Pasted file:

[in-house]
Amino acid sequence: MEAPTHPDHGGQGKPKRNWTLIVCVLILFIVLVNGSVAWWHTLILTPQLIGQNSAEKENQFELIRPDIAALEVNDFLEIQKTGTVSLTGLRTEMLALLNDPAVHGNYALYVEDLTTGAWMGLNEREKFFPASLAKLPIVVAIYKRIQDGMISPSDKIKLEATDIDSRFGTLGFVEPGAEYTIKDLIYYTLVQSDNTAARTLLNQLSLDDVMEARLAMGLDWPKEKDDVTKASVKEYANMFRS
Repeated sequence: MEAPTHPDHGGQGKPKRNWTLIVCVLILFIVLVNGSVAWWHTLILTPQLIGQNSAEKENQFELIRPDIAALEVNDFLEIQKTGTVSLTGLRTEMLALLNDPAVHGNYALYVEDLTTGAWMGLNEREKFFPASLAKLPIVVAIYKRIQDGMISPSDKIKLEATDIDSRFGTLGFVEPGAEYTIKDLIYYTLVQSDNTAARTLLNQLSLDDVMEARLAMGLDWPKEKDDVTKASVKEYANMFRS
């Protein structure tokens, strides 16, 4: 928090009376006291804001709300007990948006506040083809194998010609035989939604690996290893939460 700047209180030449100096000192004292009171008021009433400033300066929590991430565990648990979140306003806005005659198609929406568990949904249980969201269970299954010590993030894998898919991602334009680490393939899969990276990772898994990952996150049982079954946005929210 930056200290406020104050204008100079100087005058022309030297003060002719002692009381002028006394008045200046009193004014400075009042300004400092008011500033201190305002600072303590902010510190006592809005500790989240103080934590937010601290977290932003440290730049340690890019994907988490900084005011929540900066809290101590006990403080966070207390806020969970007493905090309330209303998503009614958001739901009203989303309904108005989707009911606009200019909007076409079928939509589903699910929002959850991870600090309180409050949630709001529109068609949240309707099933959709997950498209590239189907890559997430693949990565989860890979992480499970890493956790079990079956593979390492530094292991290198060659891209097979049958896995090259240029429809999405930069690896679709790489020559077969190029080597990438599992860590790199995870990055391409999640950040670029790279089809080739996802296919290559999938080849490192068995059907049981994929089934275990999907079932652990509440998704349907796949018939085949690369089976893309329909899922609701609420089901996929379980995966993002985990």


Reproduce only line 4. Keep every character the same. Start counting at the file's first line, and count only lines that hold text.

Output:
């Protein structure tokens, strides 16, 4: 928090009376006291804001709300007990948006506040083809194998010609035989939604690996290893939460 700047209180030449100096000192004292009171008021009433400033300066929590991430565990648990979140306003806005005659198609929406568990949904249980969201269970299954010590993030894998898919991602334009680490393939899969990276990772898994990952996150049982079954946005929210 930056200290406020104050204008100079100087005058022309030297003060002719002692009381002028006394008045200046009193004014400075009042300004400092008011500033201190305002600072303590902010510190006592809005500790989240103080934590937010601290977290932003440290730049340690890019994907988490900084005011929540900066809290101590006990403080966070207390806020969970007493905090309330209303998503009614958001739901009203989303309904108005989707009911606009200019909007076409079928939509589903699910929002959850991870600090309180409050949630709001529109068609949240309707099933959709997950498209590239189907890559997430693949990565989860890979992480499970890493956790079990079956593979390492530094292991290198060659891209097979049958896995090259240029429809999405930069690896679709790489020559077969190029080597990438599992860590790199995870990055391409999640950040670029790279089809080739996802296919290559999938080849490192068995059907049981994929089934275990999907079932652990509440998704349907796949018939085949690369089976893309329909899922609701609420089901996929379980995966993002985990």